name99 | Nov 13, 2006 |
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Book description
Dans une démarche éminemment didactique , Robert Dahl pose des questions essentielles et tente d'y répondre . Avec rigueur et clarté, à l'aide de nombreux encadrés explicitant le vocabulaire de la démocratie , il entraîne le lecteur dans une exploration systématique de la démocratie dans l'histoire et dans le monde.
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Amazon.com Amazon.com Review (ISBN 0300084552, Paperback)

"Democracy has been discussed off and on for about twenty-five hundred years, enough time to provide a tidy set of ideas about democracy on which everyone, or nearly everyone, could agree. For better or worse, that is not the case."

Freshman poly-sci instructors need fret no longer, however; as an introduction to democratic principles, Robert A. Dahl's On Democracy is rather tidy, indeed. Dahl, an emeritus professor of political science at Yale, covers questions like "Where and how did democracy develop?" in accessible--almost chatty--prose, often taking the time to say a few "words about words," in which he examines, for example, the historical connotations of "democracy" and "republic" (it turns out that until James Madison declared there was a political distinction to be made, the only difference between the two was their etymological roots). Experienced readers may find their eyes glazing over at pronouncements such as "Democratic institutions are less likely to develop in a country subject to intervention by another country hostile to democracy in that country," but if you're looking for a comprehensive yet brief overview of how democracy works, On Democracy fits the bill.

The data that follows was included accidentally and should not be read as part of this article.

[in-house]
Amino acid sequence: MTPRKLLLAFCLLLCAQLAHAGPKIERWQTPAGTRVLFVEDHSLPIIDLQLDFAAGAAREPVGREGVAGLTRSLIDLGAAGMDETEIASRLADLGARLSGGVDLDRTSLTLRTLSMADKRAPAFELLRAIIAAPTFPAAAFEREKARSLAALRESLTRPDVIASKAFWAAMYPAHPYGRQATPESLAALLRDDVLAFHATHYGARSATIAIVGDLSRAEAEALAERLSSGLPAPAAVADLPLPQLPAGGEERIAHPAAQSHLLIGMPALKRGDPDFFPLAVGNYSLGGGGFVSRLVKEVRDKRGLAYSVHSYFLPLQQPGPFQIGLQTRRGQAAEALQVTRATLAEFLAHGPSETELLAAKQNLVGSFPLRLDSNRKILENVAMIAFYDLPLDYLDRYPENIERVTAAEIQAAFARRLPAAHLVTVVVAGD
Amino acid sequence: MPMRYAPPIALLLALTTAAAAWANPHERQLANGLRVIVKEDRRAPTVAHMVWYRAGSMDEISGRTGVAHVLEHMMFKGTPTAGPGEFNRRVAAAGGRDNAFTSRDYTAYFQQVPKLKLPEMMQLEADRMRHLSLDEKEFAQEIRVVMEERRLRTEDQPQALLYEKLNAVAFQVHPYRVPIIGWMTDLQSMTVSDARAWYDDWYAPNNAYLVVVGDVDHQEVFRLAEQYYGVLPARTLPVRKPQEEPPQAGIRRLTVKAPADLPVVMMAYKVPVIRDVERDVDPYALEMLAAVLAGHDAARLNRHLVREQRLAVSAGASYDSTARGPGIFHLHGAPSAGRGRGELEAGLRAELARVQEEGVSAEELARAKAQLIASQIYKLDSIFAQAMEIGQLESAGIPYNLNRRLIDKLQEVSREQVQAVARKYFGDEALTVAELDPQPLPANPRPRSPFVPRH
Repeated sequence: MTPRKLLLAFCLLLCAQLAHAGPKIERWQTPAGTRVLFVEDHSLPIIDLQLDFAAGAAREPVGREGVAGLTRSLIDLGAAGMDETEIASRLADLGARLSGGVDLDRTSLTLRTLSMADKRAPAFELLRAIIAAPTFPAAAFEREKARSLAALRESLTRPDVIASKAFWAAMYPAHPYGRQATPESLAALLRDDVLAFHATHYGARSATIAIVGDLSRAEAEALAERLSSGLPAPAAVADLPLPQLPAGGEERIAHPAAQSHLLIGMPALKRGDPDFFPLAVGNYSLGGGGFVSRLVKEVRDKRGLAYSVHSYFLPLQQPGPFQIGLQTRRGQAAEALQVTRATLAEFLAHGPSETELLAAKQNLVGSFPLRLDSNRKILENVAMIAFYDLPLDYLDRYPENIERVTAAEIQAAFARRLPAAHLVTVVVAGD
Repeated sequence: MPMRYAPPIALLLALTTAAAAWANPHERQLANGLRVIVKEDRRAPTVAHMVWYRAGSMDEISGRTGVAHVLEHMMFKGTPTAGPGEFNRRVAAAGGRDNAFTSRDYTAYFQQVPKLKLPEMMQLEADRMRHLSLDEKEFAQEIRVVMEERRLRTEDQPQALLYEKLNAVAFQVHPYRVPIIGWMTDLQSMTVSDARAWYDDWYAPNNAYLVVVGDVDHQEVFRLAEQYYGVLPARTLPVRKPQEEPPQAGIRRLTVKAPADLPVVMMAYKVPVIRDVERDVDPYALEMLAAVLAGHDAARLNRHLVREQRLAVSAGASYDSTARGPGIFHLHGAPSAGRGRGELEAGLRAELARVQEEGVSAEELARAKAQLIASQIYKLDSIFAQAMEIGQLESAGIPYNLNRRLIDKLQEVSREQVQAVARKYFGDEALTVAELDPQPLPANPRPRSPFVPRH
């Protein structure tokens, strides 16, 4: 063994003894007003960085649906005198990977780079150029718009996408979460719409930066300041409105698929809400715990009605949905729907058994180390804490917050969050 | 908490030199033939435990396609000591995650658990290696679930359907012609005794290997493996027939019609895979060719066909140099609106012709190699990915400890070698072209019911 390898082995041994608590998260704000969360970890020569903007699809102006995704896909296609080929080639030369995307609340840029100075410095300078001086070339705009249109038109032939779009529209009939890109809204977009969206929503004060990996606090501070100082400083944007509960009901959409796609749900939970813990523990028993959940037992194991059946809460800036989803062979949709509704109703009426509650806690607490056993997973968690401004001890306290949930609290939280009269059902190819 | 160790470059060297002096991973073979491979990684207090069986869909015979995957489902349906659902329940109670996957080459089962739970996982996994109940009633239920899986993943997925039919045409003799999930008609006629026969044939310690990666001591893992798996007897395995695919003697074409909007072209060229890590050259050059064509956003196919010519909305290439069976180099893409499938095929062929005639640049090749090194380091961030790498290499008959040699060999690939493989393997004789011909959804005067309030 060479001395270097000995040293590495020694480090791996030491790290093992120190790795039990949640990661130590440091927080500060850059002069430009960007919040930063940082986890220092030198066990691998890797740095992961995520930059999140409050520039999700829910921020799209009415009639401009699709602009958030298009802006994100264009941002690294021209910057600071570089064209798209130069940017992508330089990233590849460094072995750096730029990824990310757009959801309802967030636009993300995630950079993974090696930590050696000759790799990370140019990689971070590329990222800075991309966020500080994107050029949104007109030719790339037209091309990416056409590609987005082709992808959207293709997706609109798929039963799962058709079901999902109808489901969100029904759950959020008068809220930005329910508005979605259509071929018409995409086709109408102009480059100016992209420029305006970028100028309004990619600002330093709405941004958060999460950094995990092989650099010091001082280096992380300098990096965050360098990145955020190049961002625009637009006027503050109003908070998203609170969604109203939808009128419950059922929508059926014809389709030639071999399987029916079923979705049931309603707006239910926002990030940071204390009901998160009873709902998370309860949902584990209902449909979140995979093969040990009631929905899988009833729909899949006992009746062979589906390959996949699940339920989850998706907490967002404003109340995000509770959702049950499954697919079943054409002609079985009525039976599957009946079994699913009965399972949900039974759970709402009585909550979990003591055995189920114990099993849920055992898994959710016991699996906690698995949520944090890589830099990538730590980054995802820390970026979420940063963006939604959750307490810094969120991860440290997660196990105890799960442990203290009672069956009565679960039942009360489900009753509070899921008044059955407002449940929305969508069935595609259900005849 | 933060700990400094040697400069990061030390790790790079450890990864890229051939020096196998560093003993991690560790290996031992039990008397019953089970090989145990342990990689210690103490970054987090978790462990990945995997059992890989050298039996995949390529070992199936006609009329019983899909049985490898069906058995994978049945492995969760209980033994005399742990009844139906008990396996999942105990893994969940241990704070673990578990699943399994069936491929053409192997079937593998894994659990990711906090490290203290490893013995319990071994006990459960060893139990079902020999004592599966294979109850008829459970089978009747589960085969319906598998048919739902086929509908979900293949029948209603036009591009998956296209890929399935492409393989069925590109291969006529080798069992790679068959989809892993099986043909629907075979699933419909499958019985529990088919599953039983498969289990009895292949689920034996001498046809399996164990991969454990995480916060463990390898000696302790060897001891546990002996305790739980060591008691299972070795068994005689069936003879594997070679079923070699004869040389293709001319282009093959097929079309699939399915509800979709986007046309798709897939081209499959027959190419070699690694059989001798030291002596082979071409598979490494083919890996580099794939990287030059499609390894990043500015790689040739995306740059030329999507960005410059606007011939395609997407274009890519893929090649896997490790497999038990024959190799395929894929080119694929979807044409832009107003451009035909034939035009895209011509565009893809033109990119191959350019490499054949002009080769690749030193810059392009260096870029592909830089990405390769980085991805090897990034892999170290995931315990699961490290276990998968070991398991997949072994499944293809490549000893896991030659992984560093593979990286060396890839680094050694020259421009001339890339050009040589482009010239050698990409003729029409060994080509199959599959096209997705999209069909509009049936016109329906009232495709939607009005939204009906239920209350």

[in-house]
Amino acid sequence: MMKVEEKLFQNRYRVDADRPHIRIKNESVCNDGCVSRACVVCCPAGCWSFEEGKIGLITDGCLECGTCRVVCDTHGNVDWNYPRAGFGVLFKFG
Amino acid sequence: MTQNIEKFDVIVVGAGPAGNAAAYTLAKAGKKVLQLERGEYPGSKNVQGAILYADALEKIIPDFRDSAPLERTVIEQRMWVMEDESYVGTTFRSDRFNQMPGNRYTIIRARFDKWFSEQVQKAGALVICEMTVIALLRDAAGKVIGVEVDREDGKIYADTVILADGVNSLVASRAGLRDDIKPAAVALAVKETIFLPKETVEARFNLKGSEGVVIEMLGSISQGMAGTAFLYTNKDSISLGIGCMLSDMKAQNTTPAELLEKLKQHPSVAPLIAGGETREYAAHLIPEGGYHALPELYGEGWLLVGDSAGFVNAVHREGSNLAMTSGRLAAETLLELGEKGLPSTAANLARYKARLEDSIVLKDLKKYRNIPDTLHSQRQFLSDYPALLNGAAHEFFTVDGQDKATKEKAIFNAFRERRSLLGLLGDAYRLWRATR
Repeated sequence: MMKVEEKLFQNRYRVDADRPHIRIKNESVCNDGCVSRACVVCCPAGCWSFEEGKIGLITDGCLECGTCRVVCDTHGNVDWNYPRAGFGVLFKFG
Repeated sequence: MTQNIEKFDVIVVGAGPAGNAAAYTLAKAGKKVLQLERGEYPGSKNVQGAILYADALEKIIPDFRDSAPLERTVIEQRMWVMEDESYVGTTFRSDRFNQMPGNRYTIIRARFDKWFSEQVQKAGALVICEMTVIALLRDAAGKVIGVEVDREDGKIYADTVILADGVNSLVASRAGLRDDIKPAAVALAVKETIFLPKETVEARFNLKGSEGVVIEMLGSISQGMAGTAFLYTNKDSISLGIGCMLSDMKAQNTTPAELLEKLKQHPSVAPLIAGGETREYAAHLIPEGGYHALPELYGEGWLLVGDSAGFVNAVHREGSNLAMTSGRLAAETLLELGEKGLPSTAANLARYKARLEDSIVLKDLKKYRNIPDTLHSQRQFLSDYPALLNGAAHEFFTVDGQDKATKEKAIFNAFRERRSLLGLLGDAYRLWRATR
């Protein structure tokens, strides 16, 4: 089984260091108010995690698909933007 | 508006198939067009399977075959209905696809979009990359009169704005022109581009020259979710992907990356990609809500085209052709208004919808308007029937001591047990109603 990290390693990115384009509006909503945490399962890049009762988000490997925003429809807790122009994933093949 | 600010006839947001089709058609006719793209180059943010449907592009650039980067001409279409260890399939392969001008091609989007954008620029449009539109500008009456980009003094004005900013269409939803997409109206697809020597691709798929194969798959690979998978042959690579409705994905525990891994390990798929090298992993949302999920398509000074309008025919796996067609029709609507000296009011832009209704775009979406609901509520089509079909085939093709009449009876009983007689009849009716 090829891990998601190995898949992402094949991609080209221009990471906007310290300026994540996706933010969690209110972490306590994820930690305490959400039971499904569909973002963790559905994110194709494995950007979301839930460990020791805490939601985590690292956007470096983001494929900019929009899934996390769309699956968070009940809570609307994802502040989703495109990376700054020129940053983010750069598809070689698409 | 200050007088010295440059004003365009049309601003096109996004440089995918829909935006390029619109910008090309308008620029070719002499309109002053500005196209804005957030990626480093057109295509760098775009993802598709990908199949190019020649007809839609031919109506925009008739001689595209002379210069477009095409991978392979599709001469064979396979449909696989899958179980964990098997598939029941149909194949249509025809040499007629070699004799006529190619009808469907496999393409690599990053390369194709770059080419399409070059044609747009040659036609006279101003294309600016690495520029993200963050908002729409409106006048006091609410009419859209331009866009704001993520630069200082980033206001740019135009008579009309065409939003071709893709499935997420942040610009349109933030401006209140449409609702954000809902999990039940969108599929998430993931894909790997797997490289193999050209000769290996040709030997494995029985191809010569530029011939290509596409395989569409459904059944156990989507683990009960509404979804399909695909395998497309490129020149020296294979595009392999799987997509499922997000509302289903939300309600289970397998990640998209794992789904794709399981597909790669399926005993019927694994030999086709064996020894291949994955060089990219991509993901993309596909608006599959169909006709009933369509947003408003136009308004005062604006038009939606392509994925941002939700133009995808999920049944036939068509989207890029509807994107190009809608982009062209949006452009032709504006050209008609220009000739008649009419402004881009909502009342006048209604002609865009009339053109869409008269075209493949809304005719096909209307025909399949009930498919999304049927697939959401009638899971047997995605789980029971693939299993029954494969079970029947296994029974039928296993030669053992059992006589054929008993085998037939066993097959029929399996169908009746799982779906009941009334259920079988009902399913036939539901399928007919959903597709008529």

(retrieved from Amazon Thu, 12 Mar 2015 18:08:25 -0400)

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Yale University Press

2 editions of this book were published by Yale University Press.

Editions: 0300084552, 0300076274